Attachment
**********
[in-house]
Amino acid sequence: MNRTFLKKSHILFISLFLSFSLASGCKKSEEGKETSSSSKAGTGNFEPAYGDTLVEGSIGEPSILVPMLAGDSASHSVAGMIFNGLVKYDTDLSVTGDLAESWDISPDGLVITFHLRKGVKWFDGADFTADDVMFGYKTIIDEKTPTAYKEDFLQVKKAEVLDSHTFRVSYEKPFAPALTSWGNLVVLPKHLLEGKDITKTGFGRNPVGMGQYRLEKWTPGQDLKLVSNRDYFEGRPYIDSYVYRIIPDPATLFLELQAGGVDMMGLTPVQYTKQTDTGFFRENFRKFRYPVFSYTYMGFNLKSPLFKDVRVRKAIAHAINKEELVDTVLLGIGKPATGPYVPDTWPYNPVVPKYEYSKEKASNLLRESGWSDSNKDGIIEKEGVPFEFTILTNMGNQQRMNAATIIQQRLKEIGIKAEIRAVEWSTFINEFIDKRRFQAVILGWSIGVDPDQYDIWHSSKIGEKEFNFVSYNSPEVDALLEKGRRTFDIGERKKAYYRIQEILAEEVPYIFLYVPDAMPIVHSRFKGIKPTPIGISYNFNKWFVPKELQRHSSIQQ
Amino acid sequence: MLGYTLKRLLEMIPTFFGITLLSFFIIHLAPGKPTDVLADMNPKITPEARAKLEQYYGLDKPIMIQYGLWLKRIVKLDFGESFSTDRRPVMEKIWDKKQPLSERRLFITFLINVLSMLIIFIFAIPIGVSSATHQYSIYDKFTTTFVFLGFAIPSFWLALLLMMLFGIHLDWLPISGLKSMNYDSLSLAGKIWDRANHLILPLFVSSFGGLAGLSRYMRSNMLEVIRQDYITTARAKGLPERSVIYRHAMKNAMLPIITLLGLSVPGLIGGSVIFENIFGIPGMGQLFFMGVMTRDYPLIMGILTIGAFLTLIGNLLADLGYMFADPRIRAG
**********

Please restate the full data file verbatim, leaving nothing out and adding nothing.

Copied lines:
[in-house]
Amino acid sequence: MNRTFLKKSHILFISLFLSFSLASGCKKSEEGKETSSSSKAGTGNFEPAYGDTLVEGSIGEPSILVPMLAGDSASHSVAGMIFNGLVKYDTDLSVTGDLAESWDISPDGLVITFHLRKGVKWFDGADFTADDVMFGYKTIIDEKTPTAYKEDFLQVKKAEVLDSHTFRVSYEKPFAPALTSWGNLVVLPKHLLEGKDITKTGFGRNPVGMGQYRLEKWTPGQDLKLVSNRDYFEGRPYIDSYVYRIIPDPATLFLELQAGGVDMMGLTPVQYTKQTDTGFFRENFRKFRYPVFSYTYMGFNLKSPLFKDVRVRKAIAHAINKEELVDTVLLGIGKPATGPYVPDTWPYNPVVPKYEYSKEKASNLLRESGWSDSNKDGIIEKEGVPFEFTILTNMGNQQRMNAATIIQQRLKEIGIKAEIRAVEWSTFINEFIDKRRFQAVILGWSIGVDPDQYDIWHSSKIGEKEFNFVSYNSPEVDALLEKGRRTFDIGERKKAYYRIQEILAEEVPYIFLYVPDAMPIVHSRFKGIKPTPIGISYNFNKWFVPKELQRHSSIQQ
Amino acid sequence: MLGYTLKRLLEMIPTFFGITLLSFFIIHLAPGKPTDVLADMNPKITPEARAKLEQYYGLDKPIMIQYGLWLKRIVKLDFGESFSTDRRPVMEKIWDKKQPLSERRLFITFLINVLSMLIIFIFAIPIGVSSATHQYSIYDKFTTTFVFLGFAIPSFWLALLLMMLFGIHLDWLPISGLKSMNYDSLSLAGKIWDRANHLILPLFVSSFGGLAGLSRYMRSNMLEVIRQDYITTARAKGLPERSVIYRHAMKNAMLPIITLLGLSVPGLIGGSVIFENIFGIPGMGQLFFMGVMTRDYPLIMGILTIGAFLTLIGNLLADLGYMFADPRIRAG